We slide to a stop and disembark, reaching the doors just in time to see the first tributes roll into the building. Maysilee and Jon are both shaking when they arrive, but he seems a little elated by their journey through the Capitol. Maysilee simply seems terrified.

We ride together in an awkward silence up to the top floor, out of the lift and past the door to the roof. I look to Peeta and he reads the question in my eyes. Who will it be this year?

The avoxes stand, heads bowed, behind the table. Their eyes are fixed firmly upon the floor and even from here I can see the odd way in which they hold their jaws – a remnant of the process by which the Capitol has removed their tongues. Every year since the failed rebellion, we have been served by different, always recognisable faces.

My throat is dry as I approach them, trying my best to act as though I am paying them no attention, although of course they hold nearly all of my attention. The woman I recognise first, although I haven't seen her since the third Quell. Her name is Lavinia, and she was the very first avox I met in the Capitol. She is also the first person I failed to save.

To her right stands a tall, well-built man whom it takes me a moment to identify, but when I do recognise him I feel faint for a moment. We only really met once and we exchanged few words, but I know who he is. His name is Boggs, and he was a soldier in district thirteen – one of President Coin's best men, reduced to a servant of the Capitol, just like the rest of us.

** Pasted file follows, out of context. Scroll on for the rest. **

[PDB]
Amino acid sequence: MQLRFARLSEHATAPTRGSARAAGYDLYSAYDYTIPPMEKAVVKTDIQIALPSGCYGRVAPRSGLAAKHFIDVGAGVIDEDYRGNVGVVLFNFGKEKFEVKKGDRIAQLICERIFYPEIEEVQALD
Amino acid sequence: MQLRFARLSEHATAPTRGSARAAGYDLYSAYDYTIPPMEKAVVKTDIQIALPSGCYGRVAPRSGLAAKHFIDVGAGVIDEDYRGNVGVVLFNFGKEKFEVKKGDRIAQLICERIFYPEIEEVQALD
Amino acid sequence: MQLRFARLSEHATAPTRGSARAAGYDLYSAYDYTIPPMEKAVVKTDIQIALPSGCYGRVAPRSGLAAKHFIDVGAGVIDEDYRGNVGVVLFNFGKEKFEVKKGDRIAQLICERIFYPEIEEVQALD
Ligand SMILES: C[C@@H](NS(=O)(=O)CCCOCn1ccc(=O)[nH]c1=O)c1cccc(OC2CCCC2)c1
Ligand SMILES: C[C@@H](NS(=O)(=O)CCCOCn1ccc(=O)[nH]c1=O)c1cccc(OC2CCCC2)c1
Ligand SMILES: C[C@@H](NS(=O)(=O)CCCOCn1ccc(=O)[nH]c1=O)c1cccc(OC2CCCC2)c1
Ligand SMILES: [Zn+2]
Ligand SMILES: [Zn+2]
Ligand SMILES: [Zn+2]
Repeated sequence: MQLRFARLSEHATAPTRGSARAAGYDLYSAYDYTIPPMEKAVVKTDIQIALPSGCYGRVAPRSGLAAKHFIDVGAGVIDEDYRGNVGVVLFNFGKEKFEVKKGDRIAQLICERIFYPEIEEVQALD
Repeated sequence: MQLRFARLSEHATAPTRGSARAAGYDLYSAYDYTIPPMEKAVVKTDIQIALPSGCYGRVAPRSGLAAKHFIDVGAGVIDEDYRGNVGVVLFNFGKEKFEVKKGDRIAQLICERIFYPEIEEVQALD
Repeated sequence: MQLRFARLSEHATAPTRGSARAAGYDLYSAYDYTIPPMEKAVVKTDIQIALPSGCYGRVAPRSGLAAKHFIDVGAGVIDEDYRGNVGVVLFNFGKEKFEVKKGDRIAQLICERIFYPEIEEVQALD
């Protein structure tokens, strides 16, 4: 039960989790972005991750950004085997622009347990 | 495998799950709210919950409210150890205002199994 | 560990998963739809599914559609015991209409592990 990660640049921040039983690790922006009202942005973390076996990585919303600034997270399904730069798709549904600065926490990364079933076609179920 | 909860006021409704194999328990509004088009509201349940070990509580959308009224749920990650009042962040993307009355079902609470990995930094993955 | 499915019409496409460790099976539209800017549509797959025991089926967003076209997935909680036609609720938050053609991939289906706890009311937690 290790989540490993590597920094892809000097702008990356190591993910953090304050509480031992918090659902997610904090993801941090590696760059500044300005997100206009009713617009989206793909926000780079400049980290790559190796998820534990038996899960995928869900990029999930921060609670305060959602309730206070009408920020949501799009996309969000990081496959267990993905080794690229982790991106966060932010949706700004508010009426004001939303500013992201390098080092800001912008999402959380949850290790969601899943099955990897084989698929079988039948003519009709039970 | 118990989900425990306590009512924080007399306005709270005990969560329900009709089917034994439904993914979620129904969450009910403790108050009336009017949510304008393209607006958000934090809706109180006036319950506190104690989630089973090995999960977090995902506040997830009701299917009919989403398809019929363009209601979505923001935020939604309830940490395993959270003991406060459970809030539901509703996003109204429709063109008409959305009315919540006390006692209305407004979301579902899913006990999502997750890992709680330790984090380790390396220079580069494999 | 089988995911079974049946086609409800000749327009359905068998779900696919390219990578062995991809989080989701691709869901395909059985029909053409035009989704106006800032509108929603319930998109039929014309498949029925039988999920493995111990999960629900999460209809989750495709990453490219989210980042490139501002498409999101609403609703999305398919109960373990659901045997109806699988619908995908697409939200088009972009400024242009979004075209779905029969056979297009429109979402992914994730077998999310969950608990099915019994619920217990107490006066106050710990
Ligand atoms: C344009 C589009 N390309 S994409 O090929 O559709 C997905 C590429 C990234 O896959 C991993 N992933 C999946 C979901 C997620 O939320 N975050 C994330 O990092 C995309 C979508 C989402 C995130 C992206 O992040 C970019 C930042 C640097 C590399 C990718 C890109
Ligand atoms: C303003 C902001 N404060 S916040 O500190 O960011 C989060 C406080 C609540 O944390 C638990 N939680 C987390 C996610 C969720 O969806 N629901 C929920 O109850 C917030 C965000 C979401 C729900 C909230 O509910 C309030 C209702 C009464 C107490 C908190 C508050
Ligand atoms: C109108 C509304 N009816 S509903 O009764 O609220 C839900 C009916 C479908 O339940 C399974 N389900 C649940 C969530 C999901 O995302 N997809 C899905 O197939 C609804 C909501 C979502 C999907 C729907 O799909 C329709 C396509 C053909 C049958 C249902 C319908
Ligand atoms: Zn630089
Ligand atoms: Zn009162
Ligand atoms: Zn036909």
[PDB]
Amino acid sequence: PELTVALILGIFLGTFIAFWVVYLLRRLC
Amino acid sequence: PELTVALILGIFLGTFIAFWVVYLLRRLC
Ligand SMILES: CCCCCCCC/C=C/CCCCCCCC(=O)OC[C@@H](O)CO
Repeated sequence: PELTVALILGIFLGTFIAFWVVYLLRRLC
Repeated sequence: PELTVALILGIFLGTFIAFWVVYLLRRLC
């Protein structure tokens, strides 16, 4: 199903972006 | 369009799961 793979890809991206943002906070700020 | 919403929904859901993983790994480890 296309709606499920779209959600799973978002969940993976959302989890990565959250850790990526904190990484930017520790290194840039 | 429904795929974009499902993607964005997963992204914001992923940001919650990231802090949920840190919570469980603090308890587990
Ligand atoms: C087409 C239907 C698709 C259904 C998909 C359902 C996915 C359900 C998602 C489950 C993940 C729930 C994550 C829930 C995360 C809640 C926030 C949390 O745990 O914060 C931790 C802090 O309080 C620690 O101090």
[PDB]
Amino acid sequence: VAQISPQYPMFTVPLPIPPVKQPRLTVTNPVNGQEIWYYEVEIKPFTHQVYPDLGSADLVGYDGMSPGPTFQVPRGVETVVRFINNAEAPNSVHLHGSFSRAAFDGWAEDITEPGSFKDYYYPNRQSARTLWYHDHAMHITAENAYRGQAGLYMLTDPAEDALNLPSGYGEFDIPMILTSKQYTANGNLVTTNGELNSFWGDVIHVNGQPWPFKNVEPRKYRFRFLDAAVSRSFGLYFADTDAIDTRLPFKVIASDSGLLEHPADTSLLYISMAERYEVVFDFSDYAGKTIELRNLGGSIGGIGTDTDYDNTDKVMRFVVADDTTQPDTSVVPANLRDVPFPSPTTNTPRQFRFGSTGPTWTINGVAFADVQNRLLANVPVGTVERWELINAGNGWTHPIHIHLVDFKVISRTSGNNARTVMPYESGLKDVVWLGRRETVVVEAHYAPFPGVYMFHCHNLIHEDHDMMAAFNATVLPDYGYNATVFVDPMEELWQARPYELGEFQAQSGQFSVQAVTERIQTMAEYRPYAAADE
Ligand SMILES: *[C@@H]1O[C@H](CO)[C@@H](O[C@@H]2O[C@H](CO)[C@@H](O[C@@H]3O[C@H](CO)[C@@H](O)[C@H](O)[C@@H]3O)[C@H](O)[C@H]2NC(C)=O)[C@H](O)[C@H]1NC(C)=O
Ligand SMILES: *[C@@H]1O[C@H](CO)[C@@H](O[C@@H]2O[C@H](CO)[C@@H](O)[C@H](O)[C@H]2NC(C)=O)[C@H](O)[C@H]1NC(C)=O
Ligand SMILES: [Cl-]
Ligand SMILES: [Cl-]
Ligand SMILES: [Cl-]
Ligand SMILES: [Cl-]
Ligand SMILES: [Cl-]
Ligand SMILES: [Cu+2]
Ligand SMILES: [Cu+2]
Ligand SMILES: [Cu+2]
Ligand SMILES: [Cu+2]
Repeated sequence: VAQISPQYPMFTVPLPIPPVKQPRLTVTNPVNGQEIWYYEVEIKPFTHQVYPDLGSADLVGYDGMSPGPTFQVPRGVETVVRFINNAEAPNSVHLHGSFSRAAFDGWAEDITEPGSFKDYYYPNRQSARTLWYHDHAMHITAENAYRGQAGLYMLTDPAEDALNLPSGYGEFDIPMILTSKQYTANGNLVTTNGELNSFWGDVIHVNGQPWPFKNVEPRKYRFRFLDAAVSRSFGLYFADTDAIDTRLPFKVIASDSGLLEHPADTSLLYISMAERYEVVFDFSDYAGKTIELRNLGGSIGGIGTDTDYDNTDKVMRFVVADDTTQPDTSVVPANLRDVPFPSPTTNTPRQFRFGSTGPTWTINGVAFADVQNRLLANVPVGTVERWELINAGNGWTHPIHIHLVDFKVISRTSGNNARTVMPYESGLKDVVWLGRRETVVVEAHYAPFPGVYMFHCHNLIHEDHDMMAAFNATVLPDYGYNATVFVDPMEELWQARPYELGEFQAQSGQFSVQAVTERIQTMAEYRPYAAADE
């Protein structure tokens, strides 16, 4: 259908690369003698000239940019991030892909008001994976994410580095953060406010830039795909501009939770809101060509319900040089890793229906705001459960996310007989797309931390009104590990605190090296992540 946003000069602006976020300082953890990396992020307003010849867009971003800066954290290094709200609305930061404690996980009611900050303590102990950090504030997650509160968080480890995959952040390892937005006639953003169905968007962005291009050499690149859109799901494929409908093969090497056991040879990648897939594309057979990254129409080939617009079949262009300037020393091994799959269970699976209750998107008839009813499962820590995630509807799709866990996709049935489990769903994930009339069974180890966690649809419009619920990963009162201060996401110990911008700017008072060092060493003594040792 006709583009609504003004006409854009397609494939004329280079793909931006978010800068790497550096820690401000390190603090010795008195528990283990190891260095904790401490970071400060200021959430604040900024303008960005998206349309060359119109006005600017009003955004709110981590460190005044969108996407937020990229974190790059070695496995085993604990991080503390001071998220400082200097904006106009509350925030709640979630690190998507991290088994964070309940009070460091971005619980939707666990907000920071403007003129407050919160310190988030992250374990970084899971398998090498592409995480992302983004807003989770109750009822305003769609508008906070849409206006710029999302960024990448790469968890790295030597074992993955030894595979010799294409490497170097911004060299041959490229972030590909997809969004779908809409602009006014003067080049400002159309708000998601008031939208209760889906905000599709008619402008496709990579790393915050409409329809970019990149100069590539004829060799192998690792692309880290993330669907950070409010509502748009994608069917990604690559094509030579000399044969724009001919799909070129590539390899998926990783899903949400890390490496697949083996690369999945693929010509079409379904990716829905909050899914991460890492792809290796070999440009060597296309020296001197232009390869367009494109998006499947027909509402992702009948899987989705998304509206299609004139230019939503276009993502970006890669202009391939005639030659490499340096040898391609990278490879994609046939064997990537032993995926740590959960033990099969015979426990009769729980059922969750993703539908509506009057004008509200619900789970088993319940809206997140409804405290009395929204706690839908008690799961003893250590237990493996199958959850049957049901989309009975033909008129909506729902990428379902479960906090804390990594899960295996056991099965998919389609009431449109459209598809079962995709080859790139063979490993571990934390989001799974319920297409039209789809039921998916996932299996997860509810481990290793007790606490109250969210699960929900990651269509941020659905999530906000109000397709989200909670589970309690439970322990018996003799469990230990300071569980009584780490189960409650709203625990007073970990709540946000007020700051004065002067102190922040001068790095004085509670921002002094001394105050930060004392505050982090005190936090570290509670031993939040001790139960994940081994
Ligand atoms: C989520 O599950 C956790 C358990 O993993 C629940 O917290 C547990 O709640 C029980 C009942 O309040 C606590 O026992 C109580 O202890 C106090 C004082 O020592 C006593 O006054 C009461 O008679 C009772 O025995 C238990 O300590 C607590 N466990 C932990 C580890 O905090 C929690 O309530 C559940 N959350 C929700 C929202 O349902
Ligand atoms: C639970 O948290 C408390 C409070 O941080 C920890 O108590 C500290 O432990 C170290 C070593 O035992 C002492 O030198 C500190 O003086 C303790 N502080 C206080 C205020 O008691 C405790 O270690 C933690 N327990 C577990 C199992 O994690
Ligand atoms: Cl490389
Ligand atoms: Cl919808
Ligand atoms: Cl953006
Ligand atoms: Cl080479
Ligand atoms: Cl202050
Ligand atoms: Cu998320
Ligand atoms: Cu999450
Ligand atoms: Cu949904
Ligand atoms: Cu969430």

Peeta's hand in mine keeps me upright until we reach the dinner table, where I slump down into my seat. The final day of the war is playing in my head – how we victors were forced to stay and watch as President Coin and the other notable leaders of the rebellion were publically executed. The event was broadcast across Panem, and they replayed it every few weeks in the years that followed – required viewing of course.

There is a moment in the film where the camera pans across the faces of the victors – Gale, with his face set in a scowl, Finnick and Annie determinately not looking at each other, trying not to create an association, old Mags with her arms around Annie's shaking shoulders. Haymitch wasn't with us of course. He was on the platform beside Coin, Plutarch and other people I didn't know. I shake my head in an attempt to dispel the memory, and turn my attention to the food before me. It is standard Capitol fare, which means (of course) that it is amazing. Maysilee and Jon are already digging in, and Gale is helping himself. Peeta's eyes are upon me, however, and I know he won't eat until I do. Slowly, I go through the motions of putting food upon my plate, of eating and drinking – even going so far as to attempt to join in Effie's small talk. I'm terrible at it as always, but I think she appreciates that I try.